"The horrific attacks of 9/11 changed many lives. In various ways it changed the direction of my life and has propelled me to the position I currently occupy", says Mariam Safi, a researcher and active member of the civil society community in Afghanistan.
As a senior member of the Afghanistan Policy Group (APG), on 12 March Safi briefed the United Nations Security Council on current trends, conditions and key issues relating to the Afghan peace process. She took stock of the recent Second Round of the Kabul Process and highlighted in particular the role of women in contributing to peace and security. The Afghanistan Policy Group is supported by the Friedrich-Ebert-Stiftung and brings together leading civil society representatives, decision makers, scholars and journalists. It provides a neutral platform to discuss perspectives and strategies for constructive conflict resolution and to develop joint policy recommendations on issues of national and regional importance.
For our March issue, we asked Safi to share with our readers the story that led to her roles as expert to the APG and founder and director of the Afghan think-tank Organization for Policy Research and Development (DROPS). She also talked about the recent briefing at the UN Security Council, the role women can play in conflict regions, and the challenges women face in the arena of academic peace and security debates.
At the time of the terrorist attacks on the twin towers in New York City, I was a high school student in Toronto, Canada where I was living with my family since we left Afghanistan in the late 80s as a result of the Soviet occupation. The horrific attacks of 9/11 brought Afghanistan, a country that had long been forgotten in the West, to the forefront of the war on terrorism. As a young student, I watched like many others the horrific images of the atrocities the Taliban had committed on the people of Afghanistan, especially the women. It was at that time I decided to pursue my BA and MA in the field of political science and conflict resolution, skills and expertise I believed would enable me to participate as an agent of positive change in the reconstruction of my country. I arrived back in Afghanistan approximately 10 years ago. In the beginning of my journey in Afghanistan, I worked for the Afghan-led Centre for Conflict and Peace Studies, which allowed me to travel across the country and learn first-hand about the experiences, needs and wants of Afghans in relation to ongoing development and security efforts.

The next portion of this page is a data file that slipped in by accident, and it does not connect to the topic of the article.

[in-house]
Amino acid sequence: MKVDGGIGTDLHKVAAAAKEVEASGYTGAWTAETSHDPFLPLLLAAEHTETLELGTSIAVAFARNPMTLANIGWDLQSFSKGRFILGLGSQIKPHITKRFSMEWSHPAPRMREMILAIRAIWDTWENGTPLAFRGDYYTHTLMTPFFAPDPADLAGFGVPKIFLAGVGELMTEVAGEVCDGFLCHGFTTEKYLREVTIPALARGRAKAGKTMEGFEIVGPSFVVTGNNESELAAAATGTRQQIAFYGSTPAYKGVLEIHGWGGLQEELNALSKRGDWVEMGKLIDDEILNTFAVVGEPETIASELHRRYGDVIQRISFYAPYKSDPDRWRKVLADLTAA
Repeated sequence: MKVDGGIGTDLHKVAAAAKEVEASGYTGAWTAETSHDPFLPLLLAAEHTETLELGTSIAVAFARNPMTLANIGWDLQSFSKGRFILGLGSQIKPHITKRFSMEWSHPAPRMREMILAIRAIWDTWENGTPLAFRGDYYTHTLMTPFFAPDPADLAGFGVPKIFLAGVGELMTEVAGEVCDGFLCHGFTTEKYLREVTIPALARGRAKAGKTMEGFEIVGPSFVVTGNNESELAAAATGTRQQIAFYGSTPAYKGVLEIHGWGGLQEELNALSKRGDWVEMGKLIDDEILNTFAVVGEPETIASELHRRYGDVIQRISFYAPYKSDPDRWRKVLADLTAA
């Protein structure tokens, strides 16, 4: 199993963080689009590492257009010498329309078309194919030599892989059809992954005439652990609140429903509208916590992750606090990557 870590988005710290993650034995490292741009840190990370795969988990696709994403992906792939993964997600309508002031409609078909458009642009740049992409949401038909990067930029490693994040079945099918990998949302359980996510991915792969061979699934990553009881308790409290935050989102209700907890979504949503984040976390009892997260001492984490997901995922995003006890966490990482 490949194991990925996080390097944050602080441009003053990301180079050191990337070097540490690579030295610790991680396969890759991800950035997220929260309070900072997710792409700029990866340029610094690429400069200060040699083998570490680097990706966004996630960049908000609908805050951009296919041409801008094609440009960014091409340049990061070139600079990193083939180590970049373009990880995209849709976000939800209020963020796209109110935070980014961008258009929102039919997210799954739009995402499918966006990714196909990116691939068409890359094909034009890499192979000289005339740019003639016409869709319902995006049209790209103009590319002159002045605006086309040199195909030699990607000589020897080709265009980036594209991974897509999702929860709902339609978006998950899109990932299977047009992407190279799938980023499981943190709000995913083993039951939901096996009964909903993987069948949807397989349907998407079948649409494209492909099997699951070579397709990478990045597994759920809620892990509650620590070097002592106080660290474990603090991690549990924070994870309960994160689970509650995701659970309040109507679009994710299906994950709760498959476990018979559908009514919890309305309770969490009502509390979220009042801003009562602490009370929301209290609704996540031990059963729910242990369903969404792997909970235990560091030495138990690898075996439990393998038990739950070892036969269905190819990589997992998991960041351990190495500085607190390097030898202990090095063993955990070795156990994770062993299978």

In the recent five years, I have dedicated my efforts towards establishing my own think-tank, the Organization for Policy Research and Development Studies (DROPS), which is based in Kabul and commenced its activities in 2014. It focuses on strengthening the pillars of democracy in Afghanistan through the development of policy-oriented research, youth training and advocacy through our Afghanistan Network of Women Thinkers and Researchers. Our aim at DROPS is to bridge the gap between the Afghan government and the public by becoming the medium through which nuanced research, studies and briefs, reflecting grassroots voices and perspectives can reach local and international policy makers to assist them in making better informed decisions on national issues.
The perspectives I shared in my briefing to the UNSC was informed by the decade of consultation I have led as part of our research and advocacy efforts at DROPS. This included diverse sectors, community elders, policy makers, and the brave and resilient women of Afghanistan representing the government, private sector, and the public.